For the final installment of this series, let’s give the mental aspect of training and racing a go.
I have had plenty of races where I get so worked up and nervous before the race that I burn all of my energy before even hitting the start line! My heart starts racing and I put more and more pressure on myself to perform. I end up feeling drained once the gun actually does go off and typically have a terrible race.
The best races I have had were ones where I felt little or no pressure. I just wanted to go out there and see what I could do on that day. I was confident in the work and training I had put in and knew that I would give it my best no matter what happened.
Looking back, it seems that in the races where I crumbled mentally I was expected to accomplish a task that perhaps I was not quite ready for, or I expected myself to finish in a time that would have been a superhuman effort for me on that day. I was so focused on hitting a certain time or making it up a climb with the best climbers in the world without necessarily having the training behind me to back it up.
This is not to say that you should lower your expectations for yourself. Reaching my goals is what gets me out the door every morning to train. Yet, when race day comes around I have found that if I focus less on the time or place I finish in, and more on giving the best effort I can in that moment on that day, then I tend to have better races. Having a solid foundation of training behind me gives me a platform to jump off of in a race. When I can stand on the starting line confident in the work I have put in to get there, then I know when the gun goes off all I need to do it give the race my best effort.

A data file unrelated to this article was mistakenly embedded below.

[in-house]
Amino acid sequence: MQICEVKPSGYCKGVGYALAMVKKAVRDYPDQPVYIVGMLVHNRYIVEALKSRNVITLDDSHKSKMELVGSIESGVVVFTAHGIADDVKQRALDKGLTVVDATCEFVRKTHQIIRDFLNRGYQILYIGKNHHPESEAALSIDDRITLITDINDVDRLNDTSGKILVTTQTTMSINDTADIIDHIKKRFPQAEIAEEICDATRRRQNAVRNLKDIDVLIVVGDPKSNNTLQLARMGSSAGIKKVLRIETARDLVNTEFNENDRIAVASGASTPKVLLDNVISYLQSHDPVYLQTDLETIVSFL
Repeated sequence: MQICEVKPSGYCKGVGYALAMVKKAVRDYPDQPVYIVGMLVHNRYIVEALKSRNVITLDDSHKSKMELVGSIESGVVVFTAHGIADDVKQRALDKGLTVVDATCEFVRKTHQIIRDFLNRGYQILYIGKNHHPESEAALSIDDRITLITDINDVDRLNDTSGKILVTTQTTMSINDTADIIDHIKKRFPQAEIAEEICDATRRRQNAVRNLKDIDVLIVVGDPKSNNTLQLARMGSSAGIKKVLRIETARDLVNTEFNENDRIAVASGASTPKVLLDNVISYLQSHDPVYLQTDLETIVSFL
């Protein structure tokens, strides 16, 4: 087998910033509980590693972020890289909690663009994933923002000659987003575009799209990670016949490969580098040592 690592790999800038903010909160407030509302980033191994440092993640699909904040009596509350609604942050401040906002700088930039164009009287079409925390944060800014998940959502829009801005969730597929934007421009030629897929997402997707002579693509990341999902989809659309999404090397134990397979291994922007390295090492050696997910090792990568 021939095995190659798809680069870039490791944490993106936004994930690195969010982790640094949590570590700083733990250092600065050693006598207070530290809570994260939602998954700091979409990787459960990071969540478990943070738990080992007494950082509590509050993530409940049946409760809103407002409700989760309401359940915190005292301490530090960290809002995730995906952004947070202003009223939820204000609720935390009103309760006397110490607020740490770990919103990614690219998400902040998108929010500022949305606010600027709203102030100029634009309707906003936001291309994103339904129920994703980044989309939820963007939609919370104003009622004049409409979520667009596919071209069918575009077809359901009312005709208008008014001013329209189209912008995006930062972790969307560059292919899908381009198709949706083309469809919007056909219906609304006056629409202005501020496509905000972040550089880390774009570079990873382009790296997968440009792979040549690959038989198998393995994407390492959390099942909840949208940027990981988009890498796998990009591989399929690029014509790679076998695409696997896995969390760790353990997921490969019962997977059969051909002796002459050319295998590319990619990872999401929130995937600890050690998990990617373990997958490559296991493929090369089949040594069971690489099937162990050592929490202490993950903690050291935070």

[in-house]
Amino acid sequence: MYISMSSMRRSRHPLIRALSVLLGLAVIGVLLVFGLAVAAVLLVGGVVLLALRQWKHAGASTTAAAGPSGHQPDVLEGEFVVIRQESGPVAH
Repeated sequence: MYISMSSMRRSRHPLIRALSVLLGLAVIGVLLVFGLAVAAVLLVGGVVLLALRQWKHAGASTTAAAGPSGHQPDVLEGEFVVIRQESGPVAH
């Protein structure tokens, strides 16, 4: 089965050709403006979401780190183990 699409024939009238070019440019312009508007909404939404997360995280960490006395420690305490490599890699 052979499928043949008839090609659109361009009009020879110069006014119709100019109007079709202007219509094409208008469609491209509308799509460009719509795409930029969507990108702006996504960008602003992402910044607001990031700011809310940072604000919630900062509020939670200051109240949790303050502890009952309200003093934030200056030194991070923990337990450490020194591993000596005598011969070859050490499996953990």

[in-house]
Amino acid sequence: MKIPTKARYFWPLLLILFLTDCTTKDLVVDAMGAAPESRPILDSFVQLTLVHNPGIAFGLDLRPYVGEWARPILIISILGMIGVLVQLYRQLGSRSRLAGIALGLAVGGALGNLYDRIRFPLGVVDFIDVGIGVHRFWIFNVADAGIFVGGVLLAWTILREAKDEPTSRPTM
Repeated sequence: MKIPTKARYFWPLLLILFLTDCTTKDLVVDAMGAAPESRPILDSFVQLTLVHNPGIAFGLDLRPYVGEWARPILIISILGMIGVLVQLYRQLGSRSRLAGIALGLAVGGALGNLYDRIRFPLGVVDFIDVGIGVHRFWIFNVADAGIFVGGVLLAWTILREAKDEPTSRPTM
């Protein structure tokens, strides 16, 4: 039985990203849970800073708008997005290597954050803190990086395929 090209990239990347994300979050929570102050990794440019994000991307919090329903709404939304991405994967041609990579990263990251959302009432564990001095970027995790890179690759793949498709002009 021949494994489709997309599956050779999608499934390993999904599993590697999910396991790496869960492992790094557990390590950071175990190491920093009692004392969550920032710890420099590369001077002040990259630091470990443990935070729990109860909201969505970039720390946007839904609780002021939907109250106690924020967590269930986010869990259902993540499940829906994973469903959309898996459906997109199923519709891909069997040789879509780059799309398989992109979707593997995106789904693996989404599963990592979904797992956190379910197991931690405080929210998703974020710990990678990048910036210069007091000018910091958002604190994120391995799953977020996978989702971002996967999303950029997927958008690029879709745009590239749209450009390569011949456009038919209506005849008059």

I still have the pre-race jitters and nervousness, but I now focus less on the outcome of the race. I no longer wear a watch or look at a bike computer while racing. Nothing that the devices could tell me about my pace or what mile I am at will change the effort I am exerting in that moment. In the end we have no control over our competitors, the course, or conditions, but what we can control are our minds and bodies. Whether I finish first or last, I will finish knowing that I gave everything I had on that day, and that is all that I can ask of myself!
Mistake #2: Nutrition
Boy, how do I even cover the whole topic in one post? To begin, here is a condensed list of just a few nutritional methods I have tried that didn’t work for me (maybe they work for some people):
I’ll cut myself off there!
Let’s start with an easy one: not eating during rides / runs.
What if I told you I ate an entire jar of cookie butter and a carton of carrot cake sandwich cookies in 15 minutes...multiple times?
In the past I wouldn’t eat anything during six hour rides. I wanted to lose weight to improve the whole “power to weight” ratio thing. I would usually start crying around hour four for some stupid reason, like the road was bumpy. But I kept pushing forward to hour six.
When I finally made it home and crawled through the door, I felt entitled to eat a jar of cookie butter, did so, and then proceeded to feel so guilty that I ate more. But I must have burned like 1500 calories! I deserved that jar of sugar and fat. Or so I thought.
Sadly for me, that is not how the body likes to take in its calories. Whether you are trying to lose weight or not, it is so important to actually eat during a ride. Not only will eating while riding help you to lose weight because you won’t want to eat the wood of your kitchen cabinet when you get home, but you will also have a BETTER RIDE (and probably not randomly start crying). You will get more out of your intervals because your body will have the fuel it needs to keep pushing. This will make you stronger and faster.
Here is my rule of thumb now:
<1.5 hour ride: Just water or a light sports drink
>1.5 hour ride, especially if it is hard: ~25-40 grams carbs per hour or 100-300 calories per hour depending on the intensity, plus a sports drink with electrolytes
*Please note this will vary for different body weights, genders, type of exercise*